Despite population diversity, U.S. park visitors are overwhelmingly white

Although the U.S. population continues to diversify, that trend has not been reflected in the demographics for visitors to U.S. parks. MSNBC reports that on Wednesday, the National Park Service (NPS) released a survey that shows that 78 percent of visitors to America’s national parks between 2008 and 2009 where white non-Hispanic, while Hispanics accounted for nine percent and African-Americans only seven percent. In comparison, the most recent U.S. census revealed that only 64 percent of the population was non-Hispanic white.

Why are people of color staying away from U.S. parks? Rob Lovitt, author of the MSNBC article, suggests fear of the unknown as well as the assumption that the parks are only for adventurous outings, such as hiking and camping. Helping minorities feel welcome once they are in the parks has also been a concern of the NPS.

Trying to make “America’s Best Idea” a concept that all Americans can embrace is the only way that parks will continue to be part of the American experience. Shelton Johnson, an African-American park ranger that was interviewed for the MSNBC story, points out that some of the first men to serve as rangers in America’s parks were the so-called “Buffalo Soldiers,” members of the African-American regiments of the U.S. Army from 1899-1904.

“This puts African-Americans at the very beginning of national park history, yet African-Americans only constitute 1 percent of visitors to the park,” said Johnson. “If you don’t know you have cultural roots in the parks, then you’re not going to feel a sense of ownership in them.”

One way that the NPS is hoping that minorities feel ownership in the parks is by developing programs that introduce minority kids to the wonders of the national parks. Current programs include Wildlink, which introduces inner-city youth from Oakland and Stockton to the parks through five-day wilderness trips to Yosemite, and the Camp Moreno Project, which gives Colorado kids the opportunity to go camping in Rocky Mountain National Park. The hope is that the more visitors the parks can attract the more park supporters there will be, thus ensuring that all 394 national parks will be around for all Americans to enjoy.

Check out the full story on MSNBC.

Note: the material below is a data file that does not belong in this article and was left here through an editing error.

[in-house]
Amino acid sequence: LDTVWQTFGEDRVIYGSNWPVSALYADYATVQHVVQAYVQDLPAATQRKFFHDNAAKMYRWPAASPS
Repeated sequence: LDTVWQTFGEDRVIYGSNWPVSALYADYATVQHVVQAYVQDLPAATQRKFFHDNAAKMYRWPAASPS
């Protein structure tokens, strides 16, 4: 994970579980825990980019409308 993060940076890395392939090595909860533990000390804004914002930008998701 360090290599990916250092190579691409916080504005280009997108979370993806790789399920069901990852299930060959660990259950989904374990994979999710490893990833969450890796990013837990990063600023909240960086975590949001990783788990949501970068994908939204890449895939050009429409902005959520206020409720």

[flickr image via compass points]

Photo of the Day (8.10.10)

Badlands National Park; if the name alone doesn’t inspire you to visit, then perhaps this frame from photographer Theodore Scott will.

Inspired to get out and travel immediately after completing his college courses, Scott chose to skip his own graduation for a weeklong tour of the park. His takeaway? “..I crawled out of my tent most mornings to see bison scattered around the landscape. It was worth missing my graduation.”

Badlands is one of more than 100 national parks that will be opening their gates to the public free of charge this weekend, August 14-15. So what are you waiting for? Summer is almost over! Get out there, take pictures, and submit them to our Flickr Pool to be considered as our next Photo of the Day.

Fight heats up over proposed parks closure in New York

Like most states, New York is trying to deal with a huge deficit. The latest budget proposed by Gov. David Paterson calls for cuts to practically every state service, from education to welfare to public health. Not surprisingly, people are angry and various interest groups are trying to save their share of the pie.

How is this of interest to travelers? Because the governor proposed closing 41 parks and 14 historic sites, and reducing services at 23 parks and 1 historic site. Proposed closures include such popular destinations as Brookhaven State Park in Long Island, Fort Montgomery Historic Site in the Palisades, and (get this) the Donald J. Trump State Park in Westchester. This would have saved $6.3 million. A huge public outcry made the governor reverse the proposal and restore the funding, but the state government indicated the decision isn’t final.

Now the National Parks Service has weighed in and said such a drastic cut would put the state in non-compliance with the terms by which it accepted $1.9 million from the Land and Water Conservation Fund, and was in danger of losing that money and perhaps billions more. The Paterson administration was quick to hit back, saying New York was still in compliance and accusing the NPS of overreacting. The wrangling continues.

So just how big is New York’s deficit? According to the governor’s report it stands at $8.2 billion. The Times Union newspaper says it’s $9.2 billion. Whichever is correct, a lot of people are going to be feeling the pinch, and it’s hard to imagine the parks will not have to make any sacrifices.